China’s first journey to Mars is one of the most anticipated space missions of the year. But with parts of the country in some form of lockdown because of the coronavirus, the mission teams have had to find creative ways to continue their work.
Researchers involved in the mission remain tight-lipped about its key aspects, but several reports from Chinese state media say that the outbreak will not affect the July launch — the only window for another two years.
“The launch is so important politically that they will make it happen,” says Raymond Arvidson, a planetary geologist at Washington University in St. Louis, Missouri, who has been involved with several US Mars missions.
The centenary of the founding of the Chinese Communist Party is in 2021, and a successful launch will be a “100-year anniversary gift”, says Wang Chi, a space physicist and director general of the National Space Science Center (NSSC) in Beijing, who is in charge of the scientific payloads involved in the mission.
Two other international teams are planning Mars launches in July. NASA plans to deploy a rover named Perseverance, and the United Arab Emirates will send a probe called Hope. The European and Russian space agencies were planning to send a probe to Mars this year, but announced on Thursday that the launch will be delayed by two years so they can finish important tests, and partly because of the coronavirus pandemic.
China’s probe, called Huoxing, will include an orbiter, a lander and a rover — the first Mars probe to include all three. The project will have 13 scientific payloads, including several cameras, subsurface radar imagers and particle analyzers, as well as a magnetometer and magnetic-field detector. The mission’s scientific goals include studying the Martian morphology, geology, soil and water–ice distribution.
Wang says the coronavirus outbreak has affected the way his team works, but has not yet caused delays.
Several days ago, the team had to move six scientific payloads for the orbiter from Beijing to Shanghai, where they will be assembled. Instead of risking the team members getting infected on a plane or high-speed train, 3 people drove the 6 payloads in a car — a journey that took more than 12 hours.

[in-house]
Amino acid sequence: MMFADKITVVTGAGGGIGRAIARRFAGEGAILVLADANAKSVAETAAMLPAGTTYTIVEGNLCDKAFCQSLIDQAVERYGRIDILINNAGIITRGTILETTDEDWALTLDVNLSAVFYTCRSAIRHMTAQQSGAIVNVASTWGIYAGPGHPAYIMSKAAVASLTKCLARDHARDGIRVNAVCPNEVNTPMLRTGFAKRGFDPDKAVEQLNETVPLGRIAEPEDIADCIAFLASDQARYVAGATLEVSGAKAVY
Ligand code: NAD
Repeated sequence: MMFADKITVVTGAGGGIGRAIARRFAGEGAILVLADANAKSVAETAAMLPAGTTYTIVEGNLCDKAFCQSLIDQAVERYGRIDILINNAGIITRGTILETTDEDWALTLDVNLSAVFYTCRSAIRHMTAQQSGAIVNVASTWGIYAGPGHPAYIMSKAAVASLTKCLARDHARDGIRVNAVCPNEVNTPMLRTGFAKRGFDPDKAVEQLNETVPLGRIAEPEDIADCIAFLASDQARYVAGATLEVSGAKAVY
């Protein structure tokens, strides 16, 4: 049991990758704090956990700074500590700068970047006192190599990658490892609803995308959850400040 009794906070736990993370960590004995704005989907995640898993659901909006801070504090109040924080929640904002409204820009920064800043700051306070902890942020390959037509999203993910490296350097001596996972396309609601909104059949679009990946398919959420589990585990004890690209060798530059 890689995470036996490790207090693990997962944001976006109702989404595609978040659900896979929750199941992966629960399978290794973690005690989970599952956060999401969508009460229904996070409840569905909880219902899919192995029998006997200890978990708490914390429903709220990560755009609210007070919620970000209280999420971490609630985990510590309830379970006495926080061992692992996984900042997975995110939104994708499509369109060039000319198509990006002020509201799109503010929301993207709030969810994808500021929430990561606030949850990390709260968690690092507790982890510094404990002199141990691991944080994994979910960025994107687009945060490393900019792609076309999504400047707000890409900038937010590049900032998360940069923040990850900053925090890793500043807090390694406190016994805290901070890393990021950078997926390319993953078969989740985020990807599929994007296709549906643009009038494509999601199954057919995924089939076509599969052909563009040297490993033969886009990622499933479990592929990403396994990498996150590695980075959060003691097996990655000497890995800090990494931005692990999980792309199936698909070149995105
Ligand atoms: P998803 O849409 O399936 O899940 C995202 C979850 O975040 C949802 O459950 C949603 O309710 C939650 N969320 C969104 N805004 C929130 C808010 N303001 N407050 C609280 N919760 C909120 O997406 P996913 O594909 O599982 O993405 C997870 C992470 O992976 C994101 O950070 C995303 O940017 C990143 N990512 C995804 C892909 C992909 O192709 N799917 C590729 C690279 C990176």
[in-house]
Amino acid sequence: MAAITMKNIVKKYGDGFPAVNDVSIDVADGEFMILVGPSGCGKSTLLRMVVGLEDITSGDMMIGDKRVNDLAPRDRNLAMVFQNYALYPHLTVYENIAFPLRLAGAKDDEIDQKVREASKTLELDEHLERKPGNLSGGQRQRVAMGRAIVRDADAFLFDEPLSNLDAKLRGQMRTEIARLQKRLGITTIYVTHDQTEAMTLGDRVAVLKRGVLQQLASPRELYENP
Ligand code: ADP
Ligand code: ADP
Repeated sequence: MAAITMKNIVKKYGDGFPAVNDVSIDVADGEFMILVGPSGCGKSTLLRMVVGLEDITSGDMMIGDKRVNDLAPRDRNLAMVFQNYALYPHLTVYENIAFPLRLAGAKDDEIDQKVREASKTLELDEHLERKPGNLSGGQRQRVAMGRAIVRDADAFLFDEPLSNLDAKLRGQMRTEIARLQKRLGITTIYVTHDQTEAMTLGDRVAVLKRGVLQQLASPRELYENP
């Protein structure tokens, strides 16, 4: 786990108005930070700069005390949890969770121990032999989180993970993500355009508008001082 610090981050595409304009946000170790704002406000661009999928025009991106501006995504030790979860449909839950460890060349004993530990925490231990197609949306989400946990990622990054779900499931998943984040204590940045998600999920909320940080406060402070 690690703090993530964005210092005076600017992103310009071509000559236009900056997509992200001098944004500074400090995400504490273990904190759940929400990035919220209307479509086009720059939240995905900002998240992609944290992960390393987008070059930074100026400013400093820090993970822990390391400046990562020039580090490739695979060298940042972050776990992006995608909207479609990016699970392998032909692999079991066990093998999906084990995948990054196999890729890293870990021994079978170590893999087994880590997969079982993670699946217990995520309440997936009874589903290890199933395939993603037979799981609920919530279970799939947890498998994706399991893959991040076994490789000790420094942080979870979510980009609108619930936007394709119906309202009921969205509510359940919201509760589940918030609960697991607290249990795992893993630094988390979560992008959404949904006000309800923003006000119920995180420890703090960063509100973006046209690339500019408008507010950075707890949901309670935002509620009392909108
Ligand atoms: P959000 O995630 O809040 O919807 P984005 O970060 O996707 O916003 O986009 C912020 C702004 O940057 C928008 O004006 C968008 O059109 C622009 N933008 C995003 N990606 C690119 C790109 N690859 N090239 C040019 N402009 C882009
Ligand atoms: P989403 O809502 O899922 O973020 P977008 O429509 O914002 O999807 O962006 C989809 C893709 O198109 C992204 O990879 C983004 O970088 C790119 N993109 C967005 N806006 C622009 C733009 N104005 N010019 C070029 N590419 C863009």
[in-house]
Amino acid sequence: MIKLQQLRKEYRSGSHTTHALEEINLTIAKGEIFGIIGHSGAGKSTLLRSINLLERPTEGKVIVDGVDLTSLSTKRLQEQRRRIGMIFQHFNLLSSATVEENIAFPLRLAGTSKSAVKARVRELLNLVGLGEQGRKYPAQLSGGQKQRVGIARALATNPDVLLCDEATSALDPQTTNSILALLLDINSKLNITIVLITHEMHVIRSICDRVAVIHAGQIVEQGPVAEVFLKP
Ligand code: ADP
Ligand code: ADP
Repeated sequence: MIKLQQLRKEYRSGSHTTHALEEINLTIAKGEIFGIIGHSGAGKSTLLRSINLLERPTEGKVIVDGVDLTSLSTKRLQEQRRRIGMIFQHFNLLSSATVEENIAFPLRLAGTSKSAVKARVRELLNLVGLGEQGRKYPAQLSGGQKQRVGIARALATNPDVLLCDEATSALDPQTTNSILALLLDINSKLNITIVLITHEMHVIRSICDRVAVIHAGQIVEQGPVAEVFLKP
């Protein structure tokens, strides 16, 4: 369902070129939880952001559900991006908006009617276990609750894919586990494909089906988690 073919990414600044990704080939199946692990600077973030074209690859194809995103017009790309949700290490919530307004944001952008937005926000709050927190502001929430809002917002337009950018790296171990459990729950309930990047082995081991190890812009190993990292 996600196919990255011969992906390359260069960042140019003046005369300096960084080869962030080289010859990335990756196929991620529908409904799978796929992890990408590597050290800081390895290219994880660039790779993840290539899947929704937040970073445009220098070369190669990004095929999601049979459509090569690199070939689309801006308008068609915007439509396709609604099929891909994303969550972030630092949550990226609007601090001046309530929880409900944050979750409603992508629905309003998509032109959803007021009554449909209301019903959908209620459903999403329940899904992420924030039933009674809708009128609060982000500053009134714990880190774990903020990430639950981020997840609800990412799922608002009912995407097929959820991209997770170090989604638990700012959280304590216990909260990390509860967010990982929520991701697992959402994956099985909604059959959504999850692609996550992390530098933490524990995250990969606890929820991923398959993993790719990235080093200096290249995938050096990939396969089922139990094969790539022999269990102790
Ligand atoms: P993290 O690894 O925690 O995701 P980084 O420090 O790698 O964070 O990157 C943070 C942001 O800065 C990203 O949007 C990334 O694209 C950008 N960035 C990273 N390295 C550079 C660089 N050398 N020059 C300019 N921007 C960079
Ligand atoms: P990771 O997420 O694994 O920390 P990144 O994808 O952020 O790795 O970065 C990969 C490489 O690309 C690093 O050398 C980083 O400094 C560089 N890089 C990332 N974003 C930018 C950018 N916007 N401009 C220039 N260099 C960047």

To limit physical contact between employees, the NSSC has introduced a flexible work policy that allows researchers and engineers to come into the office only in the mornings or the afternoons. Basic scientists can work from home. “We just want to reduce the population in the centre,” says Wang.
Travel has been minimized, but researchers who need to visit the NSSC for essential project testing can get approval to stay at the centre’s guest rooms without quarantining themselves for the required two weeks. “Because this is a big national project, usually the local government office gives us a green light,” says Wang.
More than 20 research teams and some 70 scientists across China are involved in the development of the craft’s instruments and scientific investigations, says Wang. To ensure communication between these teams during the coronavirus outbreak, technical evaluations have been done through virtual meetings, he says.
Another impact of the outbreak is that no guests will be allowed to attend the launch in July, says Wang. At the late 2018 launch event for China’s lunar probe, Chang’e-4, the teams responsible for the payloads invited some 100 guests, including international collaborators.
Keen observers can probably watch the rocket launch from a nearby beach in Wenchang city on the southern island of Hainan, says Alian Wang, a planetary scientist at Washington University in St. Louis.
Nature 579, 328-329 (2020)